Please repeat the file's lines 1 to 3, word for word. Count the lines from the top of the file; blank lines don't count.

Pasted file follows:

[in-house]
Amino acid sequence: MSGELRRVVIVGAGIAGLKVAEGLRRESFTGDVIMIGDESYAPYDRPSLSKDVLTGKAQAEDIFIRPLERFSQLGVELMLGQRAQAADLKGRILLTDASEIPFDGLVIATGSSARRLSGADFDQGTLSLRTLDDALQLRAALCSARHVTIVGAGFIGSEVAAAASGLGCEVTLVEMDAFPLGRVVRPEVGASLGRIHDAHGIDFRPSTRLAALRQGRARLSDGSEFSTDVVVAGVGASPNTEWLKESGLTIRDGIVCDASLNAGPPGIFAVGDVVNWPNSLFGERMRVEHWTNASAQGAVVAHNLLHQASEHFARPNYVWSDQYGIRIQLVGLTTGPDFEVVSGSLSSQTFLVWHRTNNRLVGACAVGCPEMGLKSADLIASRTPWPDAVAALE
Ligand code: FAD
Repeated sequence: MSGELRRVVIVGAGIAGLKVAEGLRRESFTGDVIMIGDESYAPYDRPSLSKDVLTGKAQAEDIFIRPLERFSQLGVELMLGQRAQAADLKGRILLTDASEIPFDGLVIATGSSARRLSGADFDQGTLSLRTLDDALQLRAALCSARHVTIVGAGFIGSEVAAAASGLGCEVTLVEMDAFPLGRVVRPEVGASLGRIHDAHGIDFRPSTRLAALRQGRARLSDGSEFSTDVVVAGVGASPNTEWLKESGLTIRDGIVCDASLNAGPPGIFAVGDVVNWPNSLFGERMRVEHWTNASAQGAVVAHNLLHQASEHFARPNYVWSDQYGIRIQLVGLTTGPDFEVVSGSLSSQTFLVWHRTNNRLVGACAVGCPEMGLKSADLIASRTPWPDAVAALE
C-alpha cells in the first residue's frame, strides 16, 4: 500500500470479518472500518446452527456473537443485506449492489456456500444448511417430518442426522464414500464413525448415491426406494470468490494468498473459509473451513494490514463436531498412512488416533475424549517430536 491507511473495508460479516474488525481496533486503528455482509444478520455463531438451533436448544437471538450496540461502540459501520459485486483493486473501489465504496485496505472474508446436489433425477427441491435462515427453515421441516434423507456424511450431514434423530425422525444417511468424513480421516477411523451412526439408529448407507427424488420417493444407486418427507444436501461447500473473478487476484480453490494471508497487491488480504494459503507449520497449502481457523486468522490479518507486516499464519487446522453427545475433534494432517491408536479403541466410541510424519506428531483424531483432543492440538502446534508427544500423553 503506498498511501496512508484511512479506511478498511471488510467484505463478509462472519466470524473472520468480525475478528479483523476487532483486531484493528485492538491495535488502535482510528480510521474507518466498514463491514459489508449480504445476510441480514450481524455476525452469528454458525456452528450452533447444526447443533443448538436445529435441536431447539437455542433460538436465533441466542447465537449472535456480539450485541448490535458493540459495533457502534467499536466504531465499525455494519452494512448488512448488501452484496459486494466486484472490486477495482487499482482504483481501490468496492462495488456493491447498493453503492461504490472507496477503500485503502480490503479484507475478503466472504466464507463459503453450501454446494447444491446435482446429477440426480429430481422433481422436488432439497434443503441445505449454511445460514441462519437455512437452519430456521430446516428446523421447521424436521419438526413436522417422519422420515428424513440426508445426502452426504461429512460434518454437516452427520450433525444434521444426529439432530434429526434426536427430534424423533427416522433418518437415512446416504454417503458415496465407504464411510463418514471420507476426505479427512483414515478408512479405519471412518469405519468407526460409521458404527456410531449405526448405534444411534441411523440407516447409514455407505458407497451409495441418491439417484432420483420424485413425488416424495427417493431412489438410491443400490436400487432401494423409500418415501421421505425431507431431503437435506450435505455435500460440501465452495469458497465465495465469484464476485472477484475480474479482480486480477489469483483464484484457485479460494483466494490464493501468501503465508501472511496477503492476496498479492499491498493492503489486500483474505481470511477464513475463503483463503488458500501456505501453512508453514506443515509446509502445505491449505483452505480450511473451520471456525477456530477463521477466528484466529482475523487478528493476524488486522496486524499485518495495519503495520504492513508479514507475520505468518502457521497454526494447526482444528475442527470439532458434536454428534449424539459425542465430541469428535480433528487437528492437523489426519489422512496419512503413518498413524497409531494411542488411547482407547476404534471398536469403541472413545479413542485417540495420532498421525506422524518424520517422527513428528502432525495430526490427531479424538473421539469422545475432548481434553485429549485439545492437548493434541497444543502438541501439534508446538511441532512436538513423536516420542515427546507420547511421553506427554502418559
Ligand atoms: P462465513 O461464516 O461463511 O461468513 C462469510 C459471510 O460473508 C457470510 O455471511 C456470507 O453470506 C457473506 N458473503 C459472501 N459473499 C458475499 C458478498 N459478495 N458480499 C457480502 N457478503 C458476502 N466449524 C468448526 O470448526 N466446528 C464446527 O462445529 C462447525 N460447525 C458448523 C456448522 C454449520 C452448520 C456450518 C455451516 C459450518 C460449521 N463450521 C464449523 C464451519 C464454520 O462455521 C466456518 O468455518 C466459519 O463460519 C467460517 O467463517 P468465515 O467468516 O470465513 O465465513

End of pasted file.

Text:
[in-house]
Amino acid sequence: MSGELRRVVIVGAGIAGLKVAEGLRRESFTGDVIMIGDESYAPYDRPSLSKDVLTGKAQAEDIFIRPLERFSQLGVELMLGQRAQAADLKGRILLTDASEIPFDGLVIATGSSARRLSGADFDQGTLSLRTLDDALQLRAALCSARHVTIVGAGFIGSEVAAAASGLGCEVTLVEMDAFPLGRVVRPEVGASLGRIHDAHGIDFRPSTRLAALRQGRARLSDGSEFSTDVVVAGVGASPNTEWLKESGLTIRDGIVCDASLNAGPPGIFAVGDVVNWPNSLFGERMRVEHWTNASAQGAVVAHNLLHQASEHFARPNYVWSDQYGIRIQLVGLTTGPDFEVVSGSLSSQTFLVWHRTNNRLVGACAVGCPEMGLKSADLIASRTPWPDAVAALE
Ligand code: FAD